7. There was a test done by a group of hybrid enthusiasts in comparing the C-Max, Prius and Prius V over a long road trip (the link was provided by GCR). In their test, all 3 cars computer display were over "optimistic". Prius was off by as much as 9%. They did a "full fill up" and multiple tanks...

    9% on 43 mpg (what they got over the long trip) is about 3 mpg more than it actually did....

  8. @Darin: Thanks for the good words. These readings come from the onboard computer in the vehicle. Unfortunately, High Gear Media isn't really set up like a Consumer Reports or the few other outlets that can have multiple people spend weeks with every car.

    Filling the tank and measuring the miles covered to calculate usage is only really accurate over much longer periods--five tanks or more--which we can't do because each of us drives so many cars (40 or 50 a year).

    I will note that readings over my usual test route tend to align pretty closely (within a margin of error) with the crowdsourced MPG reporting both on the EPA FuelEconomy.gov site and other sites like Fuelly.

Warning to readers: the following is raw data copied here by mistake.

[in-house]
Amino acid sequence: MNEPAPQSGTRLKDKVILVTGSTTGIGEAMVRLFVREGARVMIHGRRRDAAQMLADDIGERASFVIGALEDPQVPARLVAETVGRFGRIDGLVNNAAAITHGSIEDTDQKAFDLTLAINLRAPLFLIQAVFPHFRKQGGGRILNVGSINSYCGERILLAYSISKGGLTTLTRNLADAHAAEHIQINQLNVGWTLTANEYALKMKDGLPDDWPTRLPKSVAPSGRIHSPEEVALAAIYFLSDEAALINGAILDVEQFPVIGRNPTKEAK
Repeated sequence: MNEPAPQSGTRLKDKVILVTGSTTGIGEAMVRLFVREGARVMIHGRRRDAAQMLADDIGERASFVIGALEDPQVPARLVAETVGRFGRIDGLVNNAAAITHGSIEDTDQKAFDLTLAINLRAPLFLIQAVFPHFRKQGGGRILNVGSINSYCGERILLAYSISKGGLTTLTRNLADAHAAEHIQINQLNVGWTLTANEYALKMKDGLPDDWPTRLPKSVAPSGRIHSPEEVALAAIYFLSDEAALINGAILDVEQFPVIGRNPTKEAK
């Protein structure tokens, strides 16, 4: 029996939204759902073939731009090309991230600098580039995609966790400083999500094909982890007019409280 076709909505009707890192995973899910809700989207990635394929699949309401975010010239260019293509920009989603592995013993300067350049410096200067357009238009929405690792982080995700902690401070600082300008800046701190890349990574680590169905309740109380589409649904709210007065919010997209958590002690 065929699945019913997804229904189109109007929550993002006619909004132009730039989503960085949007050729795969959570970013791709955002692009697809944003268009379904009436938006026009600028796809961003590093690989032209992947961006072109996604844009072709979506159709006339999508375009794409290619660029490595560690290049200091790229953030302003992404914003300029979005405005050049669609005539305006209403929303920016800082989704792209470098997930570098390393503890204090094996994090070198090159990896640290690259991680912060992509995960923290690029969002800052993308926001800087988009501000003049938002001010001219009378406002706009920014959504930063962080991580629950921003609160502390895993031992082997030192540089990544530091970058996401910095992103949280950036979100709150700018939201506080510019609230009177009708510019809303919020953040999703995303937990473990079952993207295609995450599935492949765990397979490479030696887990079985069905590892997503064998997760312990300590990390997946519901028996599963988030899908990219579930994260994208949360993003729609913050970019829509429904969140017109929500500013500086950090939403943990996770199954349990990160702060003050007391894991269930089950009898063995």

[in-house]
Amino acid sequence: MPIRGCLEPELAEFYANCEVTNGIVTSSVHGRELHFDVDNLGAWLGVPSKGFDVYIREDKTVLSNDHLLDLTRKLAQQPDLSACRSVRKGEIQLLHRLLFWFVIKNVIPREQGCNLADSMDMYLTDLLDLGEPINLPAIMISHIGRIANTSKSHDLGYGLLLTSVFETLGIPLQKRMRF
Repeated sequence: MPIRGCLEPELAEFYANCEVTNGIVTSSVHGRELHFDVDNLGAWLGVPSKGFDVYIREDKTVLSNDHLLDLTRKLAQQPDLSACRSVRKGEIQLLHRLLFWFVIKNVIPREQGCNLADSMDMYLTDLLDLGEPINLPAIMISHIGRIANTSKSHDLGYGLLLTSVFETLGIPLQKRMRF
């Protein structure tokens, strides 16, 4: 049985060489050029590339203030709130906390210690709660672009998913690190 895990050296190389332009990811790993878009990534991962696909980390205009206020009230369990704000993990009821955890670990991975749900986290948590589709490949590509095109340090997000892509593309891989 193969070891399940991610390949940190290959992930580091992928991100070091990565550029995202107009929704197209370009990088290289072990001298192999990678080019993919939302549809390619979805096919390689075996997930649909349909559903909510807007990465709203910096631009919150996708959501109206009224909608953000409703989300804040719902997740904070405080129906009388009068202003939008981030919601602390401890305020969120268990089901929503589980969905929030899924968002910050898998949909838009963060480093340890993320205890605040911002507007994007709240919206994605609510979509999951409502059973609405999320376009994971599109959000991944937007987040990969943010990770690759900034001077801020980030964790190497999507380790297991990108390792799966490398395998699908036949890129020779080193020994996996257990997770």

9. I think many of the users on Fuelly also depend on the actual computer reading instead of the work required for tank vs. miles calculation...

  10. Most of the Prius owners I know of don't. They simply input the gallons pumped and miles traveled. This bypasses the 4%-5% error that comes with the GenIII Prius calculator. The GenII was approx. 2% optimistic.

  11. Toyota gets it. What's not to love?

  12. When Toyota starts building quality cars once again I might consider one that is built by UAW labor. I had a 2012 Camry that I leased only because the Prius could not even get out of its own way. The 2012 Camry was a piece of junk. The shifter and steering had way to much "play" in them.

  13. You must have had a lemon, because my 2007 Camry hybrid still drives like a Lexus ES.